Westerns have always been the precursor of the superhero genre. 113 years after the first Western ‘The Great Train Robbery’ was exhibited, this genre still has the potential to enthrall audiences, despite this film being a remake of the 1960 classic (with itself was patterned on Kurosawa’s ‘Seven Samurai’).
For audiences closer to home, ‘Sholay’ or better still, the 1998 ‘China Gate’ has been modelled on those films. Fuqua’s film has all the elements required of a Western — a megalomaniac obsessed with gold, wanting to buy over the town for a pittance of course and much against the owners’ wishes; a stranger fortuitously riding into town and subsequently rounding up six assorted mercenaries and the townfolk reluctantly agreeing to come on board with a woman spurring them on.
For good measure we have the villain Bart Bogue (Peter Starsgaard) walking into the village church, sermonizing on capitalism and democracy before razing God’s abode, decimating a few locals and walking away in Schwarzenegger style ‘I’ll be back’. Sam Chisolm (Denzel Washington) walks into town, listens to the folks’ misery and forms a band of warriors to take on Bogue. But it’s still 1879 and besides guns, the arsenal consists of gunpowder, knives and bows-and-arrows. Chisolm, of course, survives and walks away into the sunset with a few casualties.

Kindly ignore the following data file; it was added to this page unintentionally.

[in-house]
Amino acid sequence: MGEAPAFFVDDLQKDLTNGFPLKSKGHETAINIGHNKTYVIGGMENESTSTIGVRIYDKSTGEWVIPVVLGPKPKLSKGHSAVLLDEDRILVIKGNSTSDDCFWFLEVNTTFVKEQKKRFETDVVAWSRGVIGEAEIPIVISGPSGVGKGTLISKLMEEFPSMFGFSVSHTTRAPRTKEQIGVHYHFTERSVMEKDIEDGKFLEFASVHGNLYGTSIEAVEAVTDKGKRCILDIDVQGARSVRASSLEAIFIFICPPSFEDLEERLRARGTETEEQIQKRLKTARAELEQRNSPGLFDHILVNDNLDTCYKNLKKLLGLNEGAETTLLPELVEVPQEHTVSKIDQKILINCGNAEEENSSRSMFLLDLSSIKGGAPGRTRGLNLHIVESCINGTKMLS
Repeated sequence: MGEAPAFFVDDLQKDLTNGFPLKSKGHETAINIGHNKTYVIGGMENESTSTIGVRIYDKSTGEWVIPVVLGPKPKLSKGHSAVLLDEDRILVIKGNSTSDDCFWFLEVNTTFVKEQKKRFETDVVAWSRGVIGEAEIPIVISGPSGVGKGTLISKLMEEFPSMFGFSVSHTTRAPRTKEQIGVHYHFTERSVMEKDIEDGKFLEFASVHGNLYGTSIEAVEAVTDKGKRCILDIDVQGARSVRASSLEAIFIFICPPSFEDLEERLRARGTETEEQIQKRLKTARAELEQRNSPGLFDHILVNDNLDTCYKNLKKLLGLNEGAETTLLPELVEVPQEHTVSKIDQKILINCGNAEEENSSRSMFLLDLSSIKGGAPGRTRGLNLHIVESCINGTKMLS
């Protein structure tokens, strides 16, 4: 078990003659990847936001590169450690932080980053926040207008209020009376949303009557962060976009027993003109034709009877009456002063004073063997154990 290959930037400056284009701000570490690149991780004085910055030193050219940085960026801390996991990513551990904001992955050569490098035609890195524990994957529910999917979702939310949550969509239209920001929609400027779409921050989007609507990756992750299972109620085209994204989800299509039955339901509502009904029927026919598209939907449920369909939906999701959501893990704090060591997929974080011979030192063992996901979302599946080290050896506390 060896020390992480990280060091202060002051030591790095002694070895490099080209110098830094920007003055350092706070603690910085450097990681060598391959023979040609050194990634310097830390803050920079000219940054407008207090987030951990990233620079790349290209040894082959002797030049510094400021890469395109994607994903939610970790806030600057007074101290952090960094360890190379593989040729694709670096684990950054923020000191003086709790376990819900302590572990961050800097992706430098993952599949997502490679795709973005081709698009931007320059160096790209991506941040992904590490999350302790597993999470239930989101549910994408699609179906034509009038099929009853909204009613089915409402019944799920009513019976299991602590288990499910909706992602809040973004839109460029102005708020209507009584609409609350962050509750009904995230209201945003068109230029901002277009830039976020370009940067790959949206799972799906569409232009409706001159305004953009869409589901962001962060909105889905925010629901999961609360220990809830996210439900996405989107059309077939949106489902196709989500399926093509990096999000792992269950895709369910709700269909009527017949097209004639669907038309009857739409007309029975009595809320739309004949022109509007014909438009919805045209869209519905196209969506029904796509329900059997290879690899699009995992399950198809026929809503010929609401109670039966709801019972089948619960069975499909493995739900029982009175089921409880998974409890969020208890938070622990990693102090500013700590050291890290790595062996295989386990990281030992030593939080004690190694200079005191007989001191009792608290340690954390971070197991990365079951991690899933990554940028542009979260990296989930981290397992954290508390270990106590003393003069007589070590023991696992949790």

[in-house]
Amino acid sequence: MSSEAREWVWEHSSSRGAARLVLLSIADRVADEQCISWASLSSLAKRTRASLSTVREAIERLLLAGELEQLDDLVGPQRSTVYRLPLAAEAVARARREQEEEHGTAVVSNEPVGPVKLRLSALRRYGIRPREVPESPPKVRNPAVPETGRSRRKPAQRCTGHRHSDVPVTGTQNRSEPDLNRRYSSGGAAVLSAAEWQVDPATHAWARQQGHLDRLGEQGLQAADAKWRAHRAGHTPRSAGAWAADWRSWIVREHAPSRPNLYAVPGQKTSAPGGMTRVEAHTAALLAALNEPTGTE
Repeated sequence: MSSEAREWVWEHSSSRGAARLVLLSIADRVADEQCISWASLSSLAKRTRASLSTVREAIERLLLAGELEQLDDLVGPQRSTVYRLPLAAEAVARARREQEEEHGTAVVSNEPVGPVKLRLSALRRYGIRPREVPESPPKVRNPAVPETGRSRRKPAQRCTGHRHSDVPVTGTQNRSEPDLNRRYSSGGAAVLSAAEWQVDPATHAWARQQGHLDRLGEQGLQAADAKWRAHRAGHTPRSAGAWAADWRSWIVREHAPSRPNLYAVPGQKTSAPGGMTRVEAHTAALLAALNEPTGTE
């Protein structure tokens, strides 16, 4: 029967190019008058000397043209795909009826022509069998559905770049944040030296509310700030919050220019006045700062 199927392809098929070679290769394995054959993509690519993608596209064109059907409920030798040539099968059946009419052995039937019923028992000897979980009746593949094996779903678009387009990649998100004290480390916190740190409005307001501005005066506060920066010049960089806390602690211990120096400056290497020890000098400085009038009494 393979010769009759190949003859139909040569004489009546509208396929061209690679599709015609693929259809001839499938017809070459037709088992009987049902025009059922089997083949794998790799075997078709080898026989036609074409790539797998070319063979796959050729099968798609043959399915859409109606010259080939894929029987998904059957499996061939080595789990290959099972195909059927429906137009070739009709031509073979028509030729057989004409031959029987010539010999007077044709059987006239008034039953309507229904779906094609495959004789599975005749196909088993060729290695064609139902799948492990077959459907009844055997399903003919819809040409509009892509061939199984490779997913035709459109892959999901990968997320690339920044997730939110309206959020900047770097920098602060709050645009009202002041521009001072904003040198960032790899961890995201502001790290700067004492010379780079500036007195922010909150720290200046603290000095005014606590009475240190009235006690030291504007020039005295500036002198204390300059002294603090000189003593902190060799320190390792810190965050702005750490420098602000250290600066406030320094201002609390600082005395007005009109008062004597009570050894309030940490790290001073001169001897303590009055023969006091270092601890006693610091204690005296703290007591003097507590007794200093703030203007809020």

It’s a universally appealing theme — a gang of do-gooders taking on the baddies. TM7, though long at two hours plus, begins well but then wades into the usual final 30 minutes of warfare. Washington, as the staid out-of-towner gives a reasonably good performance. So does Chris Pratt as Josh Faraday. But Starsgaard, who relies more on his henchmen, has nothing much to do. The cinematography is excellent, the stunts are watchable, while the soundtrack is several notches below the 1960 originals.